Wednesday, March 4, 2009

Narco Tours and Narco TV

It won't be written in any tour book, or even mentioned until you mention it first. So if ever in Mazatlan, ask a guide for the "Narco Tour," and you can peer at the vacationing opulence of Sinaloa state's narco culture. 

It's not new that humans are obsessed with crime and the underworld. Some of the most successful shows in the US, fiction and reality, are crime-related shows. CSI, First 48, Forensic Files, The Sopranos, The Wire, Weeds. It's not too different here. Two days ago, I turned to a show called, "El Cartel de los Sapos", a Columbian telenovela about the steamy and seedy world of drug cartels. Obviously, I didn't know what it was about when I saw it on the cable guide but noticing the word "cartel" in the title did peak my interest. Upon recognizing that it was a soap opera (it was a scene with an overly dramatic woman casting her woes on her man), I switched the channel. I probably should have given it a few more seconds of my time just to see what a show about drug cartels might entail. Maybe it's as well-made as HBO's "The Wire", a reality fiction show based on a Baltimore cop's experience in the West Baltimore drug wars. That show was an accurate depiction of the losing battle and interconnectedness of hustling, neighborhood families and children, the cops, the schools, government, and the media. Given that "El Cartel de los Sapos" is a telenovela, I doubt that it is critical commentary, though worthy of social commentary. :)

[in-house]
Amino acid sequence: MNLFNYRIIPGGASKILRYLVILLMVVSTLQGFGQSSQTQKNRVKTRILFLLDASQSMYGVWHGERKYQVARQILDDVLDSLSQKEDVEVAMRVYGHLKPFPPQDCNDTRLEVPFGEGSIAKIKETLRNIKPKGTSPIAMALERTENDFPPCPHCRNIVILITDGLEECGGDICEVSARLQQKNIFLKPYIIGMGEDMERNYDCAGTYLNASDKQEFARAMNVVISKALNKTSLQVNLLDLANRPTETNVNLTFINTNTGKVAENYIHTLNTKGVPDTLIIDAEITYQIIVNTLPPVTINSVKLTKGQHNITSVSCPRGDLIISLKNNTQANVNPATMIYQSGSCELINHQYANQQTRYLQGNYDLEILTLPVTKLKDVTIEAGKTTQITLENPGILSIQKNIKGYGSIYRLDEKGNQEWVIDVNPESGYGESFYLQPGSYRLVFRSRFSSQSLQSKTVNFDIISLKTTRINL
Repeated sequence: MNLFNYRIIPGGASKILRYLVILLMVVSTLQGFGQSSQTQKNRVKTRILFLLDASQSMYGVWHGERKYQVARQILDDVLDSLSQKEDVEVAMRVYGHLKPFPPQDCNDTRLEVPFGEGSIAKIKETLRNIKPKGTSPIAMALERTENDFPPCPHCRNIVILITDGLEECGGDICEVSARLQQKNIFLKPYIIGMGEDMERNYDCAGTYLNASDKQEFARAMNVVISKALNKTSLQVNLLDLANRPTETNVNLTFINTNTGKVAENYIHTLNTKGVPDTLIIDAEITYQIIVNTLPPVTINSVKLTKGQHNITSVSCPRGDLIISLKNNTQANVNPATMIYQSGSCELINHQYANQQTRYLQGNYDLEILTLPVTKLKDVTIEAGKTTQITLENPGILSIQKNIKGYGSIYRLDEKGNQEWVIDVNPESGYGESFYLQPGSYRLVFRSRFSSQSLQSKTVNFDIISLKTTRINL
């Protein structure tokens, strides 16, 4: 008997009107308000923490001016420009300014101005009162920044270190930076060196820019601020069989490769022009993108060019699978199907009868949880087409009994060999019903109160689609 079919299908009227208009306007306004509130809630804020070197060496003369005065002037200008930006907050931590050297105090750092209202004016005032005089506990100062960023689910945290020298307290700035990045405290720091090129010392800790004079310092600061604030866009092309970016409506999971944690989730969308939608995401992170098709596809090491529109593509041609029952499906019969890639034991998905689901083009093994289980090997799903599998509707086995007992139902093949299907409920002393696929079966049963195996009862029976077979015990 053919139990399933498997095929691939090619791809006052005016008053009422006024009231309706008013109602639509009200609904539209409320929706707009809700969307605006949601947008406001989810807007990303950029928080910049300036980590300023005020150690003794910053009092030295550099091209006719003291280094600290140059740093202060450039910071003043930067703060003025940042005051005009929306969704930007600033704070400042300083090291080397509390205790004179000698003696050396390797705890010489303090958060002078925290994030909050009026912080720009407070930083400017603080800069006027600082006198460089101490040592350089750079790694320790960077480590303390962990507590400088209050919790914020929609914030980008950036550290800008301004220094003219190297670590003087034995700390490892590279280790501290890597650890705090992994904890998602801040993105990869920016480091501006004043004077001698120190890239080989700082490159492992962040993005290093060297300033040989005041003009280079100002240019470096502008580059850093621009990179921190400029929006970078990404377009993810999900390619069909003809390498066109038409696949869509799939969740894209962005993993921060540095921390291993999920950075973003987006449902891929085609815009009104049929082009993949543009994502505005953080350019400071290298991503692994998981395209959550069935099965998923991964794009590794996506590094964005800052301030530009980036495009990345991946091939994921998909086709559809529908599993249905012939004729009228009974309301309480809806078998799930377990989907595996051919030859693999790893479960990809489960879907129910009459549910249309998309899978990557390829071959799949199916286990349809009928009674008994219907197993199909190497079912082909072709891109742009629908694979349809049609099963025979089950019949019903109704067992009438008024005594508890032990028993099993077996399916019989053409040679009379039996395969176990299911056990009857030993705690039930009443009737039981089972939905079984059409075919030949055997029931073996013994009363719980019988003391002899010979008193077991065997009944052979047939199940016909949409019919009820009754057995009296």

Telenovelas and I don't really get along because I get annoyed by the blatant display of fake boobs and sexualization of women. Even take a look at the sports broadcasters--it's hot women with big boobs. Which reminds me, in keeping with the tradition that telenovela meets/imitates/influences real world, there's yet another unbelievable one called "Sin Senos No Hay Paraíso," which translates to "Without Breasts There is No Paradise." Haven't seen it, but the title sounds desperate. I'm sure it'll be a hit.

I wrote recently that I just started watching Spanish news and TV to firstly, better my Spanish, but also gain a better understanding of what people are watching and of how the media is influencing thought and behavior. So far, I am not impressed. Similar to the US, TV news and shows here are sensational, belittling to women, and glorify so many of the wrong things. And people are watching. "El Cartel de los Sapos" was the most highly-rated show in Columbia last year, and its premiere here in Mexico set a new record. In a country where drug kings dictate who's fired and who's hired, shouldn't the media be more critical of what it's putting on TV and shouldn't viewers be more critical of what they're putting in their heads? 


  1. Here here on the telenovela criticism - and on the informative Mexico City blog!